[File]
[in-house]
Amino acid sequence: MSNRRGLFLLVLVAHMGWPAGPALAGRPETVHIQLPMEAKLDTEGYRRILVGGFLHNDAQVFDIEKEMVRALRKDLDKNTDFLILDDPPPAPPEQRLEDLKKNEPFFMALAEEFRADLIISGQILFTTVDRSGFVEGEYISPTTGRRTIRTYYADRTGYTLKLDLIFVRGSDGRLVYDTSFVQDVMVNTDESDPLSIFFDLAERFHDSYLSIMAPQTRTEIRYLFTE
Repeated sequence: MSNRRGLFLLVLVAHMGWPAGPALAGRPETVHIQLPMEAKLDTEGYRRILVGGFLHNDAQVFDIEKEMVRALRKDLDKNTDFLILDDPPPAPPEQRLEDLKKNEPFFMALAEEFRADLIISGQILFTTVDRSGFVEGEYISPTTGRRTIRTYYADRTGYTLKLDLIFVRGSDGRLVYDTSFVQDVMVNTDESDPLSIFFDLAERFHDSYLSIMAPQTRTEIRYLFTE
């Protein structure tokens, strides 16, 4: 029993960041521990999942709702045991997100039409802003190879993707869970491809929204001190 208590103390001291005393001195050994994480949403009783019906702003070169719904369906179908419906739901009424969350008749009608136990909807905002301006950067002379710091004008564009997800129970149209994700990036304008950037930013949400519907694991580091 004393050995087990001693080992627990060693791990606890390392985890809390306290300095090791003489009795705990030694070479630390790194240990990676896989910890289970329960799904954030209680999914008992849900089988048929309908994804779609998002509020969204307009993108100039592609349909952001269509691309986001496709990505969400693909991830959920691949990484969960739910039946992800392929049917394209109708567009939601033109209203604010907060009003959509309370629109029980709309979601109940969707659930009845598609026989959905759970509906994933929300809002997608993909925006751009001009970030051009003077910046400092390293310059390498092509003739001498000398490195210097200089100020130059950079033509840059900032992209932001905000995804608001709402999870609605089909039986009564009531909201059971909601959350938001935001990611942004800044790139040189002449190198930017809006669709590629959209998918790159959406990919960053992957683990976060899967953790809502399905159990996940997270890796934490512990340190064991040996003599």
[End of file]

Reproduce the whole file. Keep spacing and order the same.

[in-house]
Amino acid sequence: MSNRRGLFLLVLVAHMGWPAGPALAGRPETVHIQLPMEAKLDTEGYRRILVGGFLHNDAQVFDIEKEMVRALRKDLDKNTDFLILDDPPPAPPEQRLEDLKKNEPFFMALAEEFRADLIISGQILFTTVDRSGFVEGEYISPTTGRRTIRTYYADRTGYTLKLDLIFVRGSDGRLVYDTSFVQDVMVNTDESDPLSIFFDLAERFHDSYLSIMAPQTRTEIRYLFTE
Repeated sequence: MSNRRGLFLLVLVAHMGWPAGPALAGRPETVHIQLPMEAKLDTEGYRRILVGGFLHNDAQVFDIEKEMVRALRKDLDKNTDFLILDDPPPAPPEQRLEDLKKNEPFFMALAEEFRADLIISGQILFTTVDRSGFVEGEYISPTTGRRTIRTYYADRTGYTLKLDLIFVRGSDGRLVYDTSFVQDVMVNTDESDPLSIFFDLAERFHDSYLSIMAPQTRTEIRYLFTE
């Protein structure tokens, strides 16, 4: 029993960041521990999942709702045991997100039409802003190879993707869970491809929204001190 208590103390001291005393001195050994994480949403009783019906702003070169719904369906179908419906739901009424969350008749009608136990909807905002301006950067002379710091004008564009997800129970149209994700990036304008950037930013949400519907694991580091 004393050995087990001693080992627990060693791990606890390392985890809390306290300095090791003489009795705990030694070479630390790194240990990676896989910890289970329960799904954030209680999914008992849900089988048929309908994804779609998002509020969204307009993108100039592609349909952001269509691309986001496709990505969400693909991830959920691949990484969960739910039946992800392929049917394209109708567009939601033109209203604010907060009003959509309370629109029980709309979601109940969707659930009845598609026989959905759970509906994933929300809002997608993909925006751009001009970030051009003077910046400092390293310059390498092509003739001498000398490195210097200089100020130059950079033509840059900032992209932001905000995804608001709402999870609605089909039986009564009531909201059971909601959350938001935001990611942004800044790139040189002449190198930017809006669709590629959209998918790159959406990919960053992957683990976060899967953790809502399905159990996940997270890796934490512990340190064991040996003599």